Limitations of textural feedback

When designing texture, designers explicitly design for a learning curve. This makes the divide between a novice user and an expert even wider. Making digital artefacts approachable yet enabling rapid skill development at the same time is a big challenge. I believe this might be done, for example, with multiple layers of feedback like in the car, where the tachometer shows the engine revolution at the same time as you feel and hear it. However, it remains a challenge to tackle.

We also have to take into account what this feedback does to the user. The "heat beat" felt very real and had a hard coupling to the real world feature it was mimicking. It would be hard to use it for something that is not associated with pulse without changing it significantly. Holding your hand on top of a device that moves with a "heart beat" was very discomforting, it felt like smothering a small living thing. I struggle to see where that could be used outside of very niche experiences. Textural feedback is specific to the experience designed for, it can not always be replicated or abstracted through patterns or rules.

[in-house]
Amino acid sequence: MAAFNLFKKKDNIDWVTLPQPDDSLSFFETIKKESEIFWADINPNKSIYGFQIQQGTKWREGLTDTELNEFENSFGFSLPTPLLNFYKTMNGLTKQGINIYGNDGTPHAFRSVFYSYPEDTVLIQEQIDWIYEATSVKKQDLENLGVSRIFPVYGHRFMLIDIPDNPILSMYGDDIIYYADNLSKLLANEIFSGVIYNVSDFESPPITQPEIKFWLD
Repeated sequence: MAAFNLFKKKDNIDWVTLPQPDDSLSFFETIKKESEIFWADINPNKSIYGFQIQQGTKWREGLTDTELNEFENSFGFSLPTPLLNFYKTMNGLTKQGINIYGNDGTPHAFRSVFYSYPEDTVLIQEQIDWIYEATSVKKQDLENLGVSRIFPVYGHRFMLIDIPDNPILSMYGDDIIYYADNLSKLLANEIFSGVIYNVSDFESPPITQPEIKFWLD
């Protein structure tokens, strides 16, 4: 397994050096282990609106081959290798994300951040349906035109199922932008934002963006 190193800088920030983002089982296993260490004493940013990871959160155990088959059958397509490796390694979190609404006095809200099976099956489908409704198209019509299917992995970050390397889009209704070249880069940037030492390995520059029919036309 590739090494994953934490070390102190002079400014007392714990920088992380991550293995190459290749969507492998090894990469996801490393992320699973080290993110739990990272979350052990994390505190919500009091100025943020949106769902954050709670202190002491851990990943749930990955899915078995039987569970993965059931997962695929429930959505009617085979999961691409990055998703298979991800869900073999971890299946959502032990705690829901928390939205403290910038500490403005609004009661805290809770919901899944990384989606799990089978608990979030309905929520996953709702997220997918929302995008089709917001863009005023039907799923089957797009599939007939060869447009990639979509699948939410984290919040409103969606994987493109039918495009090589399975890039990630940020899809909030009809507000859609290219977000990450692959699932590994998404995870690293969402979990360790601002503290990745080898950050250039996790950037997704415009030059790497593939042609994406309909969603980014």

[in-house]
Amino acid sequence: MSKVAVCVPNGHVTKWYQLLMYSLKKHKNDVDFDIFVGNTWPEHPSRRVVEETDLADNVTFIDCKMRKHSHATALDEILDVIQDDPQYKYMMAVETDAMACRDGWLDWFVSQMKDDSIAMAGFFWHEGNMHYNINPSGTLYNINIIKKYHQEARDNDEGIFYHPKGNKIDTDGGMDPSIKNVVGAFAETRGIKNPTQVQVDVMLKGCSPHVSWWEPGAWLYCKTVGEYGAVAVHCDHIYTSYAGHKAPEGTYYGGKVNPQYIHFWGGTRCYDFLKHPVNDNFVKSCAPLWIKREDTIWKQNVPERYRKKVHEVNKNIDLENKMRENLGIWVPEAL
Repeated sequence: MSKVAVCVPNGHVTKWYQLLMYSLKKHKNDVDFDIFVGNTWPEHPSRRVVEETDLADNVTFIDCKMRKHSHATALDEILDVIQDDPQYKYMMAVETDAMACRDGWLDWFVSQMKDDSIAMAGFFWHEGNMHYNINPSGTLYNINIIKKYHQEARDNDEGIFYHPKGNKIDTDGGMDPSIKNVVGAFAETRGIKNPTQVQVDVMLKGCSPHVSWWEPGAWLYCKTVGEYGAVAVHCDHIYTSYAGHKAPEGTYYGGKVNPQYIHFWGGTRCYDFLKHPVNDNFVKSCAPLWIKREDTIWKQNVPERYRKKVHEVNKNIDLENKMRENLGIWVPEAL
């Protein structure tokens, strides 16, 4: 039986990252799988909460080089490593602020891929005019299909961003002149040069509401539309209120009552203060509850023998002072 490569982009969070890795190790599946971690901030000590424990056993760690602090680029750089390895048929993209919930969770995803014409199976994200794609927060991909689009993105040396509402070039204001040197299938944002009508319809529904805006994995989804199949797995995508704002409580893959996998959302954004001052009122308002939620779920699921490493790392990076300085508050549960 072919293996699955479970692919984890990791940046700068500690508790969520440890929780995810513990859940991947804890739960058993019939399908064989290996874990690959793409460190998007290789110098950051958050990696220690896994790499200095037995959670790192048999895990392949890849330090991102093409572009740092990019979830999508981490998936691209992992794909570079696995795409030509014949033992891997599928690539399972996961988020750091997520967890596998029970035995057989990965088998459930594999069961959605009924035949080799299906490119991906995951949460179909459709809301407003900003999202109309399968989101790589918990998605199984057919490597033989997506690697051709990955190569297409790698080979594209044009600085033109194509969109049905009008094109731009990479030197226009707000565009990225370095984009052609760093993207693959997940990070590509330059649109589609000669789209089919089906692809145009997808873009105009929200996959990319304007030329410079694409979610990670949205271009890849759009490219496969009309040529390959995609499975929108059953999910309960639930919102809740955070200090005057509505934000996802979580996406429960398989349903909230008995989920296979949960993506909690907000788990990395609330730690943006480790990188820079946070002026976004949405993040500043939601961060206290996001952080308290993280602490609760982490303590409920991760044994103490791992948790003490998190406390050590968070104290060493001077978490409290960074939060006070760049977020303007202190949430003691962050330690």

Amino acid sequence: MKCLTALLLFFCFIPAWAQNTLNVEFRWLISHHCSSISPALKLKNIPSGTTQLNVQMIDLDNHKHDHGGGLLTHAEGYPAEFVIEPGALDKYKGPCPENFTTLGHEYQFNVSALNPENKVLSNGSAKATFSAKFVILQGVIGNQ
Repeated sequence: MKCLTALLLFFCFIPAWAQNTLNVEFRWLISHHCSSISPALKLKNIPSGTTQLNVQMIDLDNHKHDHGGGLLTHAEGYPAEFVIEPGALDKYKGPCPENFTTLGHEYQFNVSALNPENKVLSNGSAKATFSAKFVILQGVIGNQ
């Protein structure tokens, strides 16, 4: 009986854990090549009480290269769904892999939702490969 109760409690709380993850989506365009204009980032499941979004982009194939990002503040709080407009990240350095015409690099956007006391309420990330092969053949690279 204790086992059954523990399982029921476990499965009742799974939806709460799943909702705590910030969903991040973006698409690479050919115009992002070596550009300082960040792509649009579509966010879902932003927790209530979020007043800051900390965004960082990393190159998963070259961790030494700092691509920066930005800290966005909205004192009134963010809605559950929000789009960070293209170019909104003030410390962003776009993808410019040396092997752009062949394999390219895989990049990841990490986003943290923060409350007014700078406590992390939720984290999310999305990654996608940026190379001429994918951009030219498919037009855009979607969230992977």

Textural nuanced feedback could be instrumental in developing new artefacts that allow for skillful coping. It could help create products that are easier and more pleasurable to use in the long run. Despite its potential textural nuanced feedback remains largely unexplored in interaction design. As I have discussed in this essay, there is great potential in the concept. However, considering the steep learning curve and the specificity of feedback patterns, it might be hard to find opportunities for implementation. If we design with this in mind, as more devices implement textural nuanced feedback we might be able to shape new user interface patterns that will become recognizable and familiar.
In this essay, I have focused only on physical feedback. Nevertheless, I see great potential in using textural feedback in purely digital artefacts, such as mobile and web applications. Here it might be designed as a background function, running continuously throughout the user’s interaction with the application, or similar. This is a subject I want to explore more as a web developer.


Heyer, C. (2018). Designing for Coping. Interacting with Computers, 30(6), 492-506. https://doi.org/10.1093/iwc/iwy025

Polanyi, M., & Sen, A. (2009). The tacit dimension. University of Chicago press.